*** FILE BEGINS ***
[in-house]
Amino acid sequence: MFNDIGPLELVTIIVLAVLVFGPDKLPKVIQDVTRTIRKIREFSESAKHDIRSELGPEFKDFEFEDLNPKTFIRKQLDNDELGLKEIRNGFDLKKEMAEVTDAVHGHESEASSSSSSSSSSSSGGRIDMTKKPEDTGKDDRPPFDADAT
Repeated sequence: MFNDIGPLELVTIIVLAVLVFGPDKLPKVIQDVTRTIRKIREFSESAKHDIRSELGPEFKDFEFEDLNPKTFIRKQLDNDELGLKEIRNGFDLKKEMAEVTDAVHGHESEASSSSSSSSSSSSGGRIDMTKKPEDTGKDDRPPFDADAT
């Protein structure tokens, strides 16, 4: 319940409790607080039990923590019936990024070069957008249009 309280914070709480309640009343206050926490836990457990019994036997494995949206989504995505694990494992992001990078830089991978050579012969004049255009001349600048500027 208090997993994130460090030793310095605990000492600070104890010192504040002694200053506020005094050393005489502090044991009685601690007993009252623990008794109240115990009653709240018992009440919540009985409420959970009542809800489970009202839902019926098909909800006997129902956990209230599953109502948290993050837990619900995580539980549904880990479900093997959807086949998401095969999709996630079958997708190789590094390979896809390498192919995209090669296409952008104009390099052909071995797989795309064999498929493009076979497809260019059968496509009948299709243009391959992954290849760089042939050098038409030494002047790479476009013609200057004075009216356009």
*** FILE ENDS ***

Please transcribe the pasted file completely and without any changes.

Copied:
[in-house]
Amino acid sequence: MFNDIGPLELVTIIVLAVLVFGPDKLPKVIQDVTRTIRKIREFSESAKHDIRSELGPEFKDFEFEDLNPKTFIRKQLDNDELGLKEIRNGFDLKKEMAEVTDAVHGHESEASSSSSSSSSSSSGGRIDMTKKPEDTGKDDRPPFDADAT
Repeated sequence: MFNDIGPLELVTIIVLAVLVFGPDKLPKVIQDVTRTIRKIREFSESAKHDIRSELGPEFKDFEFEDLNPKTFIRKQLDNDELGLKEIRNGFDLKKEMAEVTDAVHGHESEASSSSSSSSSSSSGGRIDMTKKPEDTGKDDRPPFDADAT
């Protein structure tokens, strides 16, 4: 319940409790607080039990923590019936990024070069957008249009 309280914070709480309640009343206050926490836990457990019994036997494995949206989504995505694990494992992001990078830089991978050579012969004049255009001349600048500027 208090997993994130460090030793310095605990000492600070104890010192504040002694200053506020005094050393005489502090044991009685601690007993009252623990008794109240115990009653709240018992009440919540009985409420959970009542809800489970009202839902019926098909909800006997129902956990209230599953109502948290993050837990619900995580539980549904880990479900093997959807086949998401095969999709996630079958997708190789590094390979896809390498192919995209090669296409952008104009390099052909071995797989795309064999498929493009076979497809260019059968496509009948299709243009391959992954290849760089042939050098038409030494002047790479476009013609200057004075009216356009």